The nation's continued fascination with his enduring legacy.
Posted on Dec 18, 2018 By David C Justin
One of the most dynamic and inspiring US presidents, John F. Kennedy was often the feature on magazine covers because of his successful political career, charismatic personality and youthful good looks. Though his life ended tragically in Dallas on Nov. 22, 1963, President Kennedy's legacy continues to capture the imagination of the nation to this day. In honor of the 55th anniversary of his assassination, as well as the 30th anniversary of the Sixth Floor Museum at Dealey Plaza, the museum is presenting a new exhibit, 55 Years: President Kennedy on Magazine Covers 1963-2018.
The exhibit, which runs now through Aug. 4, 2019, is showcased on the seventh floor of the museum and features 55 magazine covers arranged by decade on the gallery walls. The collection includes mainstream magazines like LIFE and Time, regional prints such as Texas Monthly and D Magazine, and niche publications like Cigar Aficionado and National Lampoon.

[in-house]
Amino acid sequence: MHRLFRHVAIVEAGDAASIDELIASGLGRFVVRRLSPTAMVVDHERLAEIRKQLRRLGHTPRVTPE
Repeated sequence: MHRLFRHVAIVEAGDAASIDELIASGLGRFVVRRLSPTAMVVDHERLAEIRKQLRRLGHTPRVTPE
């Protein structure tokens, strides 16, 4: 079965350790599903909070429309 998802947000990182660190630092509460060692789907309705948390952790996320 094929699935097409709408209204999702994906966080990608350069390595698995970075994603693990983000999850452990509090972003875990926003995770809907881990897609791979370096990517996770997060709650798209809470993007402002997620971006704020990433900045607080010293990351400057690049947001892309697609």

Highlights include the September 1975 cover of the Saturday Evening Post featuring a portrait by Norman Rockwell and a 2017 People cover that recalls the glamour of Camelot. From one decade to the next, the collection shows the slow evolution of how JFK was perceived - going from shock and memorial to conspiracy and critique, before coming to a close with nostalgia.
Before you take the elevator back down to the lobby, be sure to check out the other exhibit sharing space on the seventh floor. Donated by artist Alex Guofeng Cao, a New York-based artist known for his work with popular pop icons, JFK vs Jackie and Jackie vs JFK II are two large photomosaic portraits. President Kennedy's portrait is composed of 50,000 smaller pictures of Jackie, while the first lady's portrait is made up of the same number of small pictures of her husband. The exhibit is free with general admission.
Photos courtesy of The Sixth Floor Museum